Haditha massacre defendant: We did what we had to

United States Marine Staff Sgt. Frank Wuterich arrives at a court room at Camp Pendleton with lead defense attorney Neal Puckett Thursday, Jan. 5, 2012 in Camp Pendeton, Calif. Jury selection is scheduled to begin in his trial regarding the biggest criminal case against U. S. troops in the Iraqi War. Wuterich led the squad that killed 24 Iraqis in Haditha in 2005 and faces involuntary manslaughter charges. He is the last defendant in the case that has had no convictions.
AP Photo/Lenny Ignelzi

A U.S. Marine went on trial Friday at Camp Pendleton in California in the deaths of 24 unarmed civilians in Iraq. It happened in 2005 and it's been described as an atrocity by U.S. troops there. But the accused, Staff Sgt. Frank Wuterich, says the action he took that day was to protect his fellow Marines.

Wuterich was leading a squad through a neighborhood in the hostile town of Haditha. A bomb exploded, killing one of Wuterich's Marines, Lance Cpl. Miguel Terrazas, and wounding two others. While searching for the bomber, the Marines killed five unarmed men who drove up in a car. Then they went house to house.

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In his only interview on "60 Minutes" in 2007, Wuterich told CBS Evening News anchor Scott Pelley that the Marines rolled grenades into the rooms when they heard rustling behind doors.

Watch the "60 Minutes" interview below:

Pelley: Did you step in the room?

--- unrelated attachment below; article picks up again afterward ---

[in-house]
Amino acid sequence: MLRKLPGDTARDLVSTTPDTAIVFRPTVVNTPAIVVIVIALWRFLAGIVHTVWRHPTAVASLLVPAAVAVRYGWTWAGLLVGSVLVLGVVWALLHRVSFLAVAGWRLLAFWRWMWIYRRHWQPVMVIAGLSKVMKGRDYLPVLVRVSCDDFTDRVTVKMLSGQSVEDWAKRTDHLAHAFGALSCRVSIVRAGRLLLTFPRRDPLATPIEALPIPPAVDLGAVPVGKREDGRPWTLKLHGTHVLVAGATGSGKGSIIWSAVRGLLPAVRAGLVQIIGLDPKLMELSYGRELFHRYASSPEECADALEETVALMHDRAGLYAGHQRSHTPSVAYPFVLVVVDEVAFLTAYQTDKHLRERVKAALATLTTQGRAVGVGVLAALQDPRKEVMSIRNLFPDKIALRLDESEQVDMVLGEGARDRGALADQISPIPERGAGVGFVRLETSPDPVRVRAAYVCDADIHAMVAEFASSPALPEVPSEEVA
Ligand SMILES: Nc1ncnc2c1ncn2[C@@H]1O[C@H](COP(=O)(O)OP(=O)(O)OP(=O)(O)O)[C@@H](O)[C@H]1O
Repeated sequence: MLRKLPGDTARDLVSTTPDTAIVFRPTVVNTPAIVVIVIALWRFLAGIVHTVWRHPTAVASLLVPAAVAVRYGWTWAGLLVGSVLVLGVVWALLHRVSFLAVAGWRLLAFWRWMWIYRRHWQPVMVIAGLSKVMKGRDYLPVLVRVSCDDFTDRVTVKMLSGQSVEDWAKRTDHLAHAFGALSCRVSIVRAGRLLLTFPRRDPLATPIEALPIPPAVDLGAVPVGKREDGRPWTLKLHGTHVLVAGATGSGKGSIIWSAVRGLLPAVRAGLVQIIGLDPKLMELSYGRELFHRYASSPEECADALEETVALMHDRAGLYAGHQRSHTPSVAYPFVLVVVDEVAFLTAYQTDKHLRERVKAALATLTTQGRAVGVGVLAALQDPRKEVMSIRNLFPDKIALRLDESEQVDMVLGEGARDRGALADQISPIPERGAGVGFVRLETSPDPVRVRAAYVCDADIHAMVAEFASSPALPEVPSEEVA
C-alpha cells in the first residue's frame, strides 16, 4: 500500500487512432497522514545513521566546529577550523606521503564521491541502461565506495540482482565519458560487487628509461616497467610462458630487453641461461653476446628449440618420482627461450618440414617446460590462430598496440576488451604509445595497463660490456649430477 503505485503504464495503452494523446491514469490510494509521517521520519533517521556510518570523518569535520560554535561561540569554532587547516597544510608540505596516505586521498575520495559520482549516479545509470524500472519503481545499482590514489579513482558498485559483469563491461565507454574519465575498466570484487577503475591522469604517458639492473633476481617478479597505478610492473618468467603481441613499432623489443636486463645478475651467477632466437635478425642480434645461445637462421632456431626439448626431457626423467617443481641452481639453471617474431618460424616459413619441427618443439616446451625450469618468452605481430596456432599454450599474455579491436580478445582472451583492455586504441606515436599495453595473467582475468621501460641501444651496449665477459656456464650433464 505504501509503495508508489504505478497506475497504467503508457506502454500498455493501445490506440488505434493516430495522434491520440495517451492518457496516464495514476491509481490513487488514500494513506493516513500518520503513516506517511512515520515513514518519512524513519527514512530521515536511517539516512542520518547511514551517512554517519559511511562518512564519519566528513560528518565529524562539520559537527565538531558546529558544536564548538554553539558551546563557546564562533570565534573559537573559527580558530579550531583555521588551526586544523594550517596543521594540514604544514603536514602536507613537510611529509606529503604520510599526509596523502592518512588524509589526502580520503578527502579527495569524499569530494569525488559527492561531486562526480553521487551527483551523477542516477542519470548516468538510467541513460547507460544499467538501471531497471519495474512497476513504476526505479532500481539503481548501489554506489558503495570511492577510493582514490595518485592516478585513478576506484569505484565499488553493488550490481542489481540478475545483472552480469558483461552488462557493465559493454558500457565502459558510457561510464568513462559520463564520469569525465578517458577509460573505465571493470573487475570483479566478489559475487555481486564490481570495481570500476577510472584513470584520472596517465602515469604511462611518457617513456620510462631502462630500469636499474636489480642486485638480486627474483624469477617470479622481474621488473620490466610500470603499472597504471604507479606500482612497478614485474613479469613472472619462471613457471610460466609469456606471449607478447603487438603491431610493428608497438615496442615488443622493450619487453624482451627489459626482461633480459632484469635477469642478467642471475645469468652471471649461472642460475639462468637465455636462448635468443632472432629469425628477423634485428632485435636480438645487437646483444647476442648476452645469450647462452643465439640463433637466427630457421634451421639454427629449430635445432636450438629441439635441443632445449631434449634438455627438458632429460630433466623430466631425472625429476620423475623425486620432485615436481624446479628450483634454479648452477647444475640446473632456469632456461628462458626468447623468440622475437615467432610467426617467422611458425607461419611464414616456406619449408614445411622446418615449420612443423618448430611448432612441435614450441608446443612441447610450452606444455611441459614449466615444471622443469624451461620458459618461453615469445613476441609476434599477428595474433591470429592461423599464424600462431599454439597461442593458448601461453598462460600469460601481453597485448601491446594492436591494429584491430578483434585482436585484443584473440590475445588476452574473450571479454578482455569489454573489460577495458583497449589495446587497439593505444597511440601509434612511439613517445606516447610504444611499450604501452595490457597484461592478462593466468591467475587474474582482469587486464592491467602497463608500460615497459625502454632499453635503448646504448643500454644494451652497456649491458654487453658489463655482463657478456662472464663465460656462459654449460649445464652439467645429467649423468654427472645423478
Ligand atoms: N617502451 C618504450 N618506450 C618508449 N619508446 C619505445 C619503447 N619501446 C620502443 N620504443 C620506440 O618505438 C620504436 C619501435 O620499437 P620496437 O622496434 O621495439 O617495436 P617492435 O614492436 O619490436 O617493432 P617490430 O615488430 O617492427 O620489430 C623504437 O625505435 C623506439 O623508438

Wuterich: I did glance in that room.

Pelley: What did you see?

Wuterich: It was, you know, bodies.

Pelley: The bodies that you saw, can you describe them?

Wuterich: Initially, you know, I can't, initially. I remember there may have been women in there, may have -- may have been children in there.

Pelley: And you recognized that?

Wuterich: I did.

Pelley: As the squad leader, is it your responsibility at that point to say, "Cease fire. Let's not take another step. We just killed some women and children here"?

Wuterich: My responsibility as a squad leader is make sure that none of the rest of my guys died or got killed. And at that point, we were--we were still on the assault, so, no, I don't -- I don't believe so.

Eight Marines were charged in the case. One was found not guilty. Charges were dismissed against six others-- leaving Wuterich as the last defendant in the Haditha killings.

  • Scott Pelley

    Correspondent, "60 Minutes"